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In some areas where Islam has regained a prominent role in society, such as Kyrgyzstan's sector of the Ferghana Valley, the observance of Women's Day on March 8 stoked controversy. Conservative imams believe the occasion undermines the tenets of their faith, and they have started to urge believers not to mark the day.
It does not matter that International Women's Day predates the Bolshevik's seizure of power, and, in fact, is a day that will always be associated with Tsar Nicholas II's downfall. In the minds of many conservative Muslims in Central Asia, it is a day associated with godless Communism.
It does not fit our Islamic faith," said an imam from Jalal-Abad, who spoke to a EurasiaNet correspondent on condition of anonymity. The Kyrgyz government is alarmed by the growing role of the local conservative version of Islam and fears the spread of extremist views among the population. To prevent this, officials in Bishkek have increased pressure on those who voice opinions that contradict state-sanctioned views on religious matters.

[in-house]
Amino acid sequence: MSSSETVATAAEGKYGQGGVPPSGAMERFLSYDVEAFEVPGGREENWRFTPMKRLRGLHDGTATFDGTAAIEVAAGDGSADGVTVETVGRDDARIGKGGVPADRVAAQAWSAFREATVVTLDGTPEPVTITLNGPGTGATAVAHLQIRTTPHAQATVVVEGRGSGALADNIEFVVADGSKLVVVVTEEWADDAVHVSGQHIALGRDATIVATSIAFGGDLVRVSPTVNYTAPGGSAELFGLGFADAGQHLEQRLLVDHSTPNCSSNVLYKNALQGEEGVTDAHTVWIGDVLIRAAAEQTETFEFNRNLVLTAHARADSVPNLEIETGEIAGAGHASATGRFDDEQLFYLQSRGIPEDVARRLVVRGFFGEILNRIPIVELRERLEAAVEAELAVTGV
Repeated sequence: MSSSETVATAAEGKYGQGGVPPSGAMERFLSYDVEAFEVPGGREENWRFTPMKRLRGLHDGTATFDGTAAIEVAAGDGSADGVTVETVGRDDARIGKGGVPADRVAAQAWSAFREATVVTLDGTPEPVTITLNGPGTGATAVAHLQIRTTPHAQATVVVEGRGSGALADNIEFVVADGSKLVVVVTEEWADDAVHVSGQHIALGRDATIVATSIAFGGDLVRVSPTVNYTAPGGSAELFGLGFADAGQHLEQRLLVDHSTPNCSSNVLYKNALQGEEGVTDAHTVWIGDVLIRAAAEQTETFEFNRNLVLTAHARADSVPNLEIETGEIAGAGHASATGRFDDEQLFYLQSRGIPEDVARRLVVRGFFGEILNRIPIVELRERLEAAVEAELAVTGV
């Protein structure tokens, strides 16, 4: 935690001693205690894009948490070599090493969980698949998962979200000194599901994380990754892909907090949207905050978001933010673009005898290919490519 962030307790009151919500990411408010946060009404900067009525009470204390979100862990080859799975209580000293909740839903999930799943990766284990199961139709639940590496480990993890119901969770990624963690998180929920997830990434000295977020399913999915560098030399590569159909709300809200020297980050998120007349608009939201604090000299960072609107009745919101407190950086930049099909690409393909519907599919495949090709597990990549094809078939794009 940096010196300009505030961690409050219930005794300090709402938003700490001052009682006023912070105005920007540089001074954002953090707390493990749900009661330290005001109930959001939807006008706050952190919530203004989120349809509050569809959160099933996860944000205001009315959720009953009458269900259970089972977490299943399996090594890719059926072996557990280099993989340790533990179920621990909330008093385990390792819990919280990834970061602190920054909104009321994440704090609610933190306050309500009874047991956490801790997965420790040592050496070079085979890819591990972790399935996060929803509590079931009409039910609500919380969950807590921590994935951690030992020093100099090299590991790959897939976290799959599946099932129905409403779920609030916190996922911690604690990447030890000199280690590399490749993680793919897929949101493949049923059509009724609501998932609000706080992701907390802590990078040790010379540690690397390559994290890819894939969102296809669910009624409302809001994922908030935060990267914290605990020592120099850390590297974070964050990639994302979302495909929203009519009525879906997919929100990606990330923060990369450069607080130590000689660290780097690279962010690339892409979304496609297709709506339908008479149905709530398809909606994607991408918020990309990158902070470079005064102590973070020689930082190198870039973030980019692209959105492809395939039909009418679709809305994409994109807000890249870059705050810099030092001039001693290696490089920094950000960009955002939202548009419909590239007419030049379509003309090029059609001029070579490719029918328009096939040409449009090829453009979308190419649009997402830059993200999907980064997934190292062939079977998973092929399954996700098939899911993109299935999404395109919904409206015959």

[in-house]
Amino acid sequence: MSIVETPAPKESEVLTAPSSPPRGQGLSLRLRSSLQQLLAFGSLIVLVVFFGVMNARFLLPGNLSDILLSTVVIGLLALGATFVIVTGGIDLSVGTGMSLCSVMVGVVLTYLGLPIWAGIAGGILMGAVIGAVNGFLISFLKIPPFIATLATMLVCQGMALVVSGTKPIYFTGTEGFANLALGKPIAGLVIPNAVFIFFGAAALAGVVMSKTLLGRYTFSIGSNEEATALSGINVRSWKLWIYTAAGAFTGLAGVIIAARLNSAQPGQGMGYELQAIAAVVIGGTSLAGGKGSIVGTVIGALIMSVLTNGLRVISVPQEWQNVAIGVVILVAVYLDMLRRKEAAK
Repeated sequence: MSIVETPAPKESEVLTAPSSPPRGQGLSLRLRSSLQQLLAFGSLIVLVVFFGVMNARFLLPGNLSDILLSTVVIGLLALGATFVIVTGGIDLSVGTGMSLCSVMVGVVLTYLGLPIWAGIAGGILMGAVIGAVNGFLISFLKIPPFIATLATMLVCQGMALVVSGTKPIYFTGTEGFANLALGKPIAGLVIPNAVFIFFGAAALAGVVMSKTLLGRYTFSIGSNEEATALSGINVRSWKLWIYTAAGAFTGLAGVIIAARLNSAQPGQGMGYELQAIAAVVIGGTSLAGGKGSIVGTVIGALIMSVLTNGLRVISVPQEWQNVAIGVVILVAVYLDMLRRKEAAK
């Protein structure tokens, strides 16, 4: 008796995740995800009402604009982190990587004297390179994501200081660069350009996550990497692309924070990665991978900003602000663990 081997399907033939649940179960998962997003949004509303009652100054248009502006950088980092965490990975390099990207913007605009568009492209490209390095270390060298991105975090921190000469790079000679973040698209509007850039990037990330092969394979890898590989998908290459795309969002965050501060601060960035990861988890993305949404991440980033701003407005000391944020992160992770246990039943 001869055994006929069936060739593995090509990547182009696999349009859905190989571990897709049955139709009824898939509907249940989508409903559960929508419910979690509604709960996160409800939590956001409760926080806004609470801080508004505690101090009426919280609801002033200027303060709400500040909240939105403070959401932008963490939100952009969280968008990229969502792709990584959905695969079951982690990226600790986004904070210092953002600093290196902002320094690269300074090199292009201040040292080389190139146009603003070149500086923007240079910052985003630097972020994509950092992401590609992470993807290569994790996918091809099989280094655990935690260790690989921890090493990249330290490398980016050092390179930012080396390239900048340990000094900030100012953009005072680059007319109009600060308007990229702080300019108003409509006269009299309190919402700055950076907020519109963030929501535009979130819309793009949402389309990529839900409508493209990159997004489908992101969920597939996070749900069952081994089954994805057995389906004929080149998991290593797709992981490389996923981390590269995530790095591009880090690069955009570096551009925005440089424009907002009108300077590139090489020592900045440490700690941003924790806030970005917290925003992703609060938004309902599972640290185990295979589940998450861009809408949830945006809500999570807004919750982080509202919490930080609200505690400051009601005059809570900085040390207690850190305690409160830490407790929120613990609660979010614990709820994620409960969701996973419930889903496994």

The government stance, some imams believe, effectively discouraged discussion in mosques about the holiday. They fear state persecution. They may be charged with anti-state propaganda since this holiday is still a state holiday," the Jalal-Abad imam said. In the present environment, the local conservatives prefer to carry on the discussion surreptitiously.
They called women for openness. And on March 8th women dropped their veils. In connection with the collectivization campaign of the late s and 30s, Soviet authorities took steps to eradicate Islamic culture in Central Asia, forcing the region's population to abandon Arabic script in favor of Cyrillic, and banning many traditional customs, including the wearing of a veil by women.